Digital or Analogue Mixing Consoles: What’s Best for YOU?

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The battle between digital and analogue has raged across a number of platforms in the music industry. Both sides have their fans and detractors and the debate rages on. However, in the world of live mixing, this argument has been the mainstay for the elite. Digital consoles have typically been priced at the $20K + range allowing only the most veteran of sound engineers to offer their worldly opinion. For most musicians, the idea of running a digital desk for their live needs was somewhat of a pipe dream. However the last few years we have seen a surge in the popularity and more importantly the affordability of digital mixers. Consoles like the Soundcraft Ui24  and the Si Expression 1 Console have given access to these rarified formats. Now musicians have a real choice between the two, so which is best?

The analogue vs digital debate should probably be approached is the same way. What do you need out of your mix? For some having access to the sheer amount of options and routing, potential means nothing but digital will do. For others, the simplicity of analogue will always reign supreme. Below is a list of criteria that you should consider before making the final decision.

Ease of use

Analogue desks are laid out in a pretty standard format that a lot of us are familiar with, backing off on the gain, adjusting the EQ knocking out that pesky 2K ring in the monitors, we all know how to do that on an analogue desk. Digital mixers tend to have more unique layouts and the same fader can be assigned to various different functions. However typically digital desks allow you to change the layout to suit your specific situation. Want to monitor just your drums and nothing else, no problem. Don’t like that EQ layout, change it. You need to consider the amount of time you have to set up your own mix for your personal circumstances.


USB recording, built-in graphic EQs and FX can be found on a variety of analogue desks, you just need to look at the recently released Tascam Model 24 or the Soundcraft SIG22 MTK however digital formats encompass these features and offer a lot more. The question is will these extras add to your mix? Having optional parametric and graphic EQ on every output is great but are you going to use it? At the same time will the absence of not being able to put an individual compressor on every drum mic and then an overall gate on the subgroup hamper your drum mix? Think about the features you need for your situation.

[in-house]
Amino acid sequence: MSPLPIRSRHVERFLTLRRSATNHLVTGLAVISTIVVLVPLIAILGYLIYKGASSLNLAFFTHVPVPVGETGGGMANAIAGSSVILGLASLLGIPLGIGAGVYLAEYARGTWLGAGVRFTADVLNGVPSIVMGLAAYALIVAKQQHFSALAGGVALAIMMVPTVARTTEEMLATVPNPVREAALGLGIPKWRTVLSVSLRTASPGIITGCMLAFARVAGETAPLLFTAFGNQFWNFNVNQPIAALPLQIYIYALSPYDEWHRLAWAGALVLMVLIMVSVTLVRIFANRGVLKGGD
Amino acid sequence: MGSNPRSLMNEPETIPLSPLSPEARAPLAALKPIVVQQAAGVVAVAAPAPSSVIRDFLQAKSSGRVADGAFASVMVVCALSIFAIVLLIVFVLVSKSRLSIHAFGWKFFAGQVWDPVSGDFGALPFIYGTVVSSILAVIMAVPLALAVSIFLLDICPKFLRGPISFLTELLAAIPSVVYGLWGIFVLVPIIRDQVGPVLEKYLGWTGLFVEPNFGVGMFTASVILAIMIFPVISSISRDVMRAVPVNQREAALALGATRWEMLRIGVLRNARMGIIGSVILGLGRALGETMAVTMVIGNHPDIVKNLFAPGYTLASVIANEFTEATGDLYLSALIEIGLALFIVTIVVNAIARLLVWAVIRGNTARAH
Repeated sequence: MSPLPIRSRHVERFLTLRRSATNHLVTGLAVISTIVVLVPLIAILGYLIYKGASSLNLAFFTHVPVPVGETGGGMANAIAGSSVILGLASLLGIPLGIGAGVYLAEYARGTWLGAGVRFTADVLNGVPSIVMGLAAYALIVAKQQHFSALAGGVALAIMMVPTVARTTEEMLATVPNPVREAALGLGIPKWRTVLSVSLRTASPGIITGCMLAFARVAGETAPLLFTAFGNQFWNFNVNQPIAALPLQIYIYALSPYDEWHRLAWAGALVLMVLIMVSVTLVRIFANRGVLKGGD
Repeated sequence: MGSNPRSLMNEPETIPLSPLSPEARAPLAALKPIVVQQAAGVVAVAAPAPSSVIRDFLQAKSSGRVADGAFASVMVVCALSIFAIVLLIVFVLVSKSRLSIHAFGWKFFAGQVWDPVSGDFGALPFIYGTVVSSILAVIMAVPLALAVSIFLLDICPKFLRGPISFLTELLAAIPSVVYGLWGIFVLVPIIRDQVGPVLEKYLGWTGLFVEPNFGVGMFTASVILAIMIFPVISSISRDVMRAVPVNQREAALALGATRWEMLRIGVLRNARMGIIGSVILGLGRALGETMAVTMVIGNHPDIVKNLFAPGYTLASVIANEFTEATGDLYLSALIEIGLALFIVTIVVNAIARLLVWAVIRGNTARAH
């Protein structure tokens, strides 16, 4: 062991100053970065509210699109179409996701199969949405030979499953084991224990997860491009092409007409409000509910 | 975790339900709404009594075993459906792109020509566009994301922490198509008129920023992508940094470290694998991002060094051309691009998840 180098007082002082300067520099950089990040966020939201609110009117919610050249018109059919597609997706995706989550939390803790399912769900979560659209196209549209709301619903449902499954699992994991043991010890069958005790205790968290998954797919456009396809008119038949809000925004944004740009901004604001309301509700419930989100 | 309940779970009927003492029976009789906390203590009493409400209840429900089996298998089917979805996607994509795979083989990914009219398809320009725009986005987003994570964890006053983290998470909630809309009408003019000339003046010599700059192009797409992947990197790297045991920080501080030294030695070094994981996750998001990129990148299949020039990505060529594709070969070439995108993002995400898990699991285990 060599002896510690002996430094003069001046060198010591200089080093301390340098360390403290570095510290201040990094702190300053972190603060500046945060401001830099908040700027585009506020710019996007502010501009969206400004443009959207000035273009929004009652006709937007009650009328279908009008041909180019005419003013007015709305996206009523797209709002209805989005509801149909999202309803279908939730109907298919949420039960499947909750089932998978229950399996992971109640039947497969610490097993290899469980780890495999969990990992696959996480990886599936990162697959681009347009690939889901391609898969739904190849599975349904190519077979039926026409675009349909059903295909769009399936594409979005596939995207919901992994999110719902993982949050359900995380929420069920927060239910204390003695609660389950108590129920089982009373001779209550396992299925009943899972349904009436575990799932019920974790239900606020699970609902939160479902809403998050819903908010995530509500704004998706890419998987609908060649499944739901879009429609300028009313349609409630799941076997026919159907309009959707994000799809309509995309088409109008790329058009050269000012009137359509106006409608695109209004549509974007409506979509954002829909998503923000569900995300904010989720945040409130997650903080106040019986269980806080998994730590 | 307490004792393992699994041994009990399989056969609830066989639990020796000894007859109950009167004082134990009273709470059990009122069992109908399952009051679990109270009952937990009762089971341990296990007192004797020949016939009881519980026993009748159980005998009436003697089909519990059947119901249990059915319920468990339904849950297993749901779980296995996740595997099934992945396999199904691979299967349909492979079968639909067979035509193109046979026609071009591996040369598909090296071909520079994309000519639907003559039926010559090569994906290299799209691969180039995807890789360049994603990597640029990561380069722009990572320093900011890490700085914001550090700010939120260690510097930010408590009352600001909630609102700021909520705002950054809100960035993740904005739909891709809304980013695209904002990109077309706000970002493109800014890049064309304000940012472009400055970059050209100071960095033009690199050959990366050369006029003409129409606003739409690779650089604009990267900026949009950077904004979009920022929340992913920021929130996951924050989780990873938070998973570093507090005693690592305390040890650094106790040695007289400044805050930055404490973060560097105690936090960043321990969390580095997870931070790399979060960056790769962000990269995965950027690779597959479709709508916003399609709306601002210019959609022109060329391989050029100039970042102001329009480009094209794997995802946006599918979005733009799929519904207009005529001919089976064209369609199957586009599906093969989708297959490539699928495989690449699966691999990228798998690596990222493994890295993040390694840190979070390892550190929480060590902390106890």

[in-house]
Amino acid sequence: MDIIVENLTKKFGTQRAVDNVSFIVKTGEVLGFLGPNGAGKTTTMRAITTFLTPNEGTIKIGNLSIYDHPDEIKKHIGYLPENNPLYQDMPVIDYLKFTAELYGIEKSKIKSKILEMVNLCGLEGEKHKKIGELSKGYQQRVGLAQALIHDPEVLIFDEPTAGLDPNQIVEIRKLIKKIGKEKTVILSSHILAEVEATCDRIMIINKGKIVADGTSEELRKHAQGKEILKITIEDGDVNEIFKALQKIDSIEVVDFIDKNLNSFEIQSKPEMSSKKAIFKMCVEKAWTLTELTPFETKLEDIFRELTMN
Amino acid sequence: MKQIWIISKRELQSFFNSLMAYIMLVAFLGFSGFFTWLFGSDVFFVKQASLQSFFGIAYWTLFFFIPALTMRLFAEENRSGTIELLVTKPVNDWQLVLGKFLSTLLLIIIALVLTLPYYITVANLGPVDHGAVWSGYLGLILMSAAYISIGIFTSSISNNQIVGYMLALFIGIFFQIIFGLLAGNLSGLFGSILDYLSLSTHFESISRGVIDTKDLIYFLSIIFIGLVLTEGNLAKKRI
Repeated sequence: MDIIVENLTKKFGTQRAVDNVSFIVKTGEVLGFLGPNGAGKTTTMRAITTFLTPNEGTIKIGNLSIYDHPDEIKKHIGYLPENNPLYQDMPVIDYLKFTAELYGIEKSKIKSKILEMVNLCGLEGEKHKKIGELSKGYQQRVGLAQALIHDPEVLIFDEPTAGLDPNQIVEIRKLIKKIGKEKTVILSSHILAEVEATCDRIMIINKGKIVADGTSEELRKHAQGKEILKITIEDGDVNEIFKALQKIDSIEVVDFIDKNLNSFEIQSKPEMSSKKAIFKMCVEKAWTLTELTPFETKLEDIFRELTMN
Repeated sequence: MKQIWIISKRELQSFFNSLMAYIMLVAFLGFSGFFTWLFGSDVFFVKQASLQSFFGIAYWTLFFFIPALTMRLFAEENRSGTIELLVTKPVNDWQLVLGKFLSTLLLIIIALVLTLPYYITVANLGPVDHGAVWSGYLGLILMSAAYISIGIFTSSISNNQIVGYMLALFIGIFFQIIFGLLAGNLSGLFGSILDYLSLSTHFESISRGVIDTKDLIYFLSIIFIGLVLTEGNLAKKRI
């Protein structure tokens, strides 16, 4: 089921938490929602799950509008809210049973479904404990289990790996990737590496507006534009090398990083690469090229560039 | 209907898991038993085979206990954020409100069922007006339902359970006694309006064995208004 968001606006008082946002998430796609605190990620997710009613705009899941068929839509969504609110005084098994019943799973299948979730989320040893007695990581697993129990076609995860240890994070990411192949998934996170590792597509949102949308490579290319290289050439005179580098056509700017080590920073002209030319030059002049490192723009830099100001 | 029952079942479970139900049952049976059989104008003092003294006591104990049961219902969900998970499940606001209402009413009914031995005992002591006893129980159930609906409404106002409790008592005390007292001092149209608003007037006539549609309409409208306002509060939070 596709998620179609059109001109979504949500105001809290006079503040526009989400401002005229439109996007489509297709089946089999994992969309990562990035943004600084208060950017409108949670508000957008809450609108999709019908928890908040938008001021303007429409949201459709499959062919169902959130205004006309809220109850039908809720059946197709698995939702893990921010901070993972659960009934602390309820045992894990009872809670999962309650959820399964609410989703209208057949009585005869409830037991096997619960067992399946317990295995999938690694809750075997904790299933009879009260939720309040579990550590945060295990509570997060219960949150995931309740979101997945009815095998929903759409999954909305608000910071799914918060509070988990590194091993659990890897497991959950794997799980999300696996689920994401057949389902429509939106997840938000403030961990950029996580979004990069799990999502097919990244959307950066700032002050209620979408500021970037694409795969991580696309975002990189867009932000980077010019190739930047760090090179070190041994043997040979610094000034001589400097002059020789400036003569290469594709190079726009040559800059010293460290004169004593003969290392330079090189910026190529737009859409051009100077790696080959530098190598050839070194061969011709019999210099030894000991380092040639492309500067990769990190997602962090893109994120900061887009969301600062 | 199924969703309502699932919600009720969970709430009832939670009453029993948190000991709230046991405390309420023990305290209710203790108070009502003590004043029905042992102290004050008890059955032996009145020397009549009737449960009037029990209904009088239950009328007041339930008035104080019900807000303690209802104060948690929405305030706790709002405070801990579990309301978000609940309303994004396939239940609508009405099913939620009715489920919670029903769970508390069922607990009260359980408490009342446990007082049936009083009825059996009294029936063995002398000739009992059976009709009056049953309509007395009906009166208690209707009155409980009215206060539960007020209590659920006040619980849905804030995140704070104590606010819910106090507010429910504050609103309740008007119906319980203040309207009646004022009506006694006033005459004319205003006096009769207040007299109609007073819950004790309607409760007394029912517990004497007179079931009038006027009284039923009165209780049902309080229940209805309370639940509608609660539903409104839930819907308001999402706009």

Retro Futurism - First Impressions of the Tascam Model 24

Tascam Model 24

Remote Control

Using the tablet component of a lot of modern digital mixing desks allow multiple users to have control over the same desk. You can now set up your single desk and have two people controlling totally different elements via an iPad for example as opposed to requiring to separate desks to control the FOH and stage. (Check our article on FOH Engineer Greg Jard: Mixes Remotely via Soundcraft Ui24) In the most limiting of situations, one FOH engineer will have to coordinate everything and rely on the band to point fingers up or down. Is this remote accessibility important to you and your set up?

Soundcraft Si Expression 1

Real-Time Control

Analogue desks provide instant hands-on approach. Turn the 80Hz knob up you get increased bass, simple. Digital offers a slightly different experience. Controls are all routed through a CPU. Depending on this CPU the latency can vary from barely noticeable to a mildly annoying. This can be compounded when you have a lot of processing on the digital mixer the whole thing can start to slow down and feel a little unresponsive. Now, this depends entirely on the quality of the mixer and how “busy” the CPU gets. What do you want to experience when you are mixing live?

Quality of Sound

While this may be the most important feature it’s also the most subjective. It can come down to preamps, op-amps, quality of PCB, quality of processors and most vitally how good the engineer is. Digital mixers will rely on AD/DA conversion for their sound whereas analogue relies more on the basic components of the desk to produce high-quality audio. When deciding between the two don’t fall into the trap of “analogue sounds better”. With the right processors and converters and digital desk can sound just as good as any analogue. When taking the quality of sound into account it’s important that the additional features of either desk don’t detract from this vital component.

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